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Alaska Airlines off-duty pilot Joseph Emerson said he took "magic mushrooms" 48 hours before trying to shut off engines, prosecutors say

Alaska Airlines pilot appears in court
Pilot accused of trying to shut plane engines off took "magic mushrooms" 48 hours earlier 02:16

An off-duty Alaska Airlines pilot said he took "magic mushrooms" about 48 hours before authorities say he tried to shut off a plane's engines midflight, according to court documents filed Tuesday. Joseph Emerson told investigators in the aftermath of Sunday's midair scare aboard a San Francisco-bound flight that he thought he was dreaming and wanted to wake up, an Oregon prosecutor said in an affidavit.

Emerson, 44, pleaded not guilty to 83 counts of attempted murder and one count of endangering an aircraft in state court Tuesday afternoon. In addition to those felonies, he also pleaded not guilty to 83 counts of reckless endangerment, a misdemeanor.

Earlier Tuesday, federal prosecutors said Emerson also tried grabbing the handle of an emergency exit while flight attendants were detaining him. He was charged in federal court with one count of interfering with flight crew members and attendants, the U.S. attorney's office in Oregon announced in a statement Tuesday.

A flight attendant told responding officers that Emerson said he "tried to kill everybody," according to an FBI agent's affidavit, which was part of a criminal complaint filed Tuesday.

"I messed everything up," Emerson said, according to the court documents.

On the ground, Emerson told officers he thought he was having a "nervous breakdown" and that he hadn't slept in 40 hours, according to the FBI agent's affidavit.

According to a different affidavit filed by a Multnomah County deputy district attorney, Emerson told an officer he had been struggling with depression for six years and that a friend had recently died. He told another officer he had taken "magic mushrooms" about 48 hours before Sunday's incident.

"I don't understand why you're showing me so much kindness, I'm obviously f----d up," Emerson told the officer, according to the affidavit.

The officer noted that Emerson didn't appear to be "outwardly under the influence of intoxicants," according to the affidavit.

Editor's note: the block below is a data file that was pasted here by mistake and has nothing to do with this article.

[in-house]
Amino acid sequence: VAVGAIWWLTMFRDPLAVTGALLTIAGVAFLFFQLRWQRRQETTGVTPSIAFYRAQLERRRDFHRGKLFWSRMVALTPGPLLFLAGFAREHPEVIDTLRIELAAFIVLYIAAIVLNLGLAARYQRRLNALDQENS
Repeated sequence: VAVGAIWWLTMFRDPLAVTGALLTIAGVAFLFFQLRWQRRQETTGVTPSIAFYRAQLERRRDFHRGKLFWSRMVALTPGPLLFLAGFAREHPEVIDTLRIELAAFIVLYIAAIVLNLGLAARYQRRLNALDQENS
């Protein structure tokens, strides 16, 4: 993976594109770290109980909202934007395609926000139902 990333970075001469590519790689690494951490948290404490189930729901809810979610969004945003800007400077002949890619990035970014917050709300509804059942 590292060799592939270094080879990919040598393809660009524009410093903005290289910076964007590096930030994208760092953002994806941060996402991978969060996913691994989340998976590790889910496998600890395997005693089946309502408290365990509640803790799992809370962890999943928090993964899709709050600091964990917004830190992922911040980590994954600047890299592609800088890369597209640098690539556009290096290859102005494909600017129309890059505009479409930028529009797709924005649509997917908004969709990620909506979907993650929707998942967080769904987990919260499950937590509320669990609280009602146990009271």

Alaska Airlines said Tuesday it was "deeply disturbed" by Tuesday's revelations and that Emerson didn't appear to be impaired before takeoff.

"At no time during the check-in or boarding process did our Gate Agents or flight crew observe any signs of impairment that would have led them to prevent Emerson from flying," the airline said in a statement.

Emerson was sitting in the jump seat of the cockpit of Alaska Airlines Flight 2059 from Everett, Washington, on Sunday when he allegedly tried to activate the plane's emergency fire suppression system, which would have cut off fuel to the engines, prosecutors said.

Before the incident, he and the flight's pilots were chatting casually in the cockpit, one of the pilots told investigators, according to the FBI agent's affidavit. Then, Emerson threw his headset across the cockpit and said, "I am not okay," according to the documents.

Emerson then grabbed and pulled on the two red handles that would have activated the suppression system, one of the pilots said, according to the documents. The other pilot told investigators Emerson wasn't able to pull all the way down on the handles because the pilots were wrestling with him.

"I pulled both emergency shut off handles because I thought I was dreaming and I just wanna wake up,"  Emerson told officers on the ground, according to the documents.

Emerson and the pilots struggled in the cockpit for around 25 seconds before Emerson settled down, according to the documents. The entire incident lasted about 90 seconds before Emerson was asked to leave the cockpit, with the pilots securing the door behind him.

The cockpit called the flight attendants and told them Emerson was "losing it," according to the documents. A flight attendant escorted Emerson to the back of the plane, Alaska said. Emerson walked there peacefully, telling one flight attendant he "just got kicked out of the flight deck," according to the documents.

"You need to cuff me right now or it's going to be bad," Emerson told the flight attendant, according to the documents.

Flight attendants put Emerson in wrist restraints and seated him in the back of the plane. As the plane was making its descent to Portland's airport, Emerson tried to grab the handle of an emergency exit, prosecutors said. A flight attendant placed her hands on his to stop him.

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